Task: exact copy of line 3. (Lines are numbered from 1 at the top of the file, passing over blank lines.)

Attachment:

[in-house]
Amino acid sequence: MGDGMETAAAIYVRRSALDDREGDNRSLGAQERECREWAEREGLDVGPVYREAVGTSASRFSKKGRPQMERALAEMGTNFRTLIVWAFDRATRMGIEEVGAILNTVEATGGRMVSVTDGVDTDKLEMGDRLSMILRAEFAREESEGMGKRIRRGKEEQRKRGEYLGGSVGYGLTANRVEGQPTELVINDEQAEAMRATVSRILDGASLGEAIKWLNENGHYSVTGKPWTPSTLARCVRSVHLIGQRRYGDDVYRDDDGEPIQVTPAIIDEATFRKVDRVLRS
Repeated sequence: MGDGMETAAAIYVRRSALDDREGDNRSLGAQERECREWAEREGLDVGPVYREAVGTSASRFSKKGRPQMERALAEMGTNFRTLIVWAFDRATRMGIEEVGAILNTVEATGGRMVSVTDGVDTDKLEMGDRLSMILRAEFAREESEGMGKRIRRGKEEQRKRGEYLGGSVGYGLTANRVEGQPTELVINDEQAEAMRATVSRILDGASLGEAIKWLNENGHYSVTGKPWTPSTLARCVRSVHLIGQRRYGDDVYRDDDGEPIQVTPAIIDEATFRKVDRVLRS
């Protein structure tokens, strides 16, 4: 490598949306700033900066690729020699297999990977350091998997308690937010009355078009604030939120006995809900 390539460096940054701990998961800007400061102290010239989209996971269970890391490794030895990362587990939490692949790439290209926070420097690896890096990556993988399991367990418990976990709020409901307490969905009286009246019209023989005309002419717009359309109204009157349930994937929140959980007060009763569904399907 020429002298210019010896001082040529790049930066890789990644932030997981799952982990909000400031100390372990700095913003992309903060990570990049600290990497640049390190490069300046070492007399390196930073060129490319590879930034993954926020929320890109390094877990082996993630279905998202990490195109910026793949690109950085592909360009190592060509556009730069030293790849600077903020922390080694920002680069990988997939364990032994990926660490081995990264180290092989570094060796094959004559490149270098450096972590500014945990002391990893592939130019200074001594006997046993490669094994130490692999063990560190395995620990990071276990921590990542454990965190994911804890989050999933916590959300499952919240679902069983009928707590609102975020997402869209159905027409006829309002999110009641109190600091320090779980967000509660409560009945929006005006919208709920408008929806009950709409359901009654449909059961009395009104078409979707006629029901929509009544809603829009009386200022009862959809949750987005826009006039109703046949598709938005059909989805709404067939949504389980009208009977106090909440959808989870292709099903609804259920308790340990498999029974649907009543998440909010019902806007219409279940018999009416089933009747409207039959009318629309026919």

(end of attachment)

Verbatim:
Repeated sequence: MGDGMETAAAIYVRRSALDDREGDNRSLGAQERECREWAEREGLDVGPVYREAVGTSASRFSKKGRPQMERALAEMGTNFRTLIVWAFDRATRMGIEEVGAILNTVEATGGRMVSVTDGVDTDKLEMGDRLSMILRAEFAREESEGMGKRIRRGKEEQRKRGEYLGGSVGYGLTANRVEGQPTELVINDEQAEAMRATVSRILDGASLGEAIKWLNENGHYSVTGKPWTPSTLARCVRSVHLIGQRRYGDDVYRDDDGEPIQVTPAIIDEATFRKVDRVLRS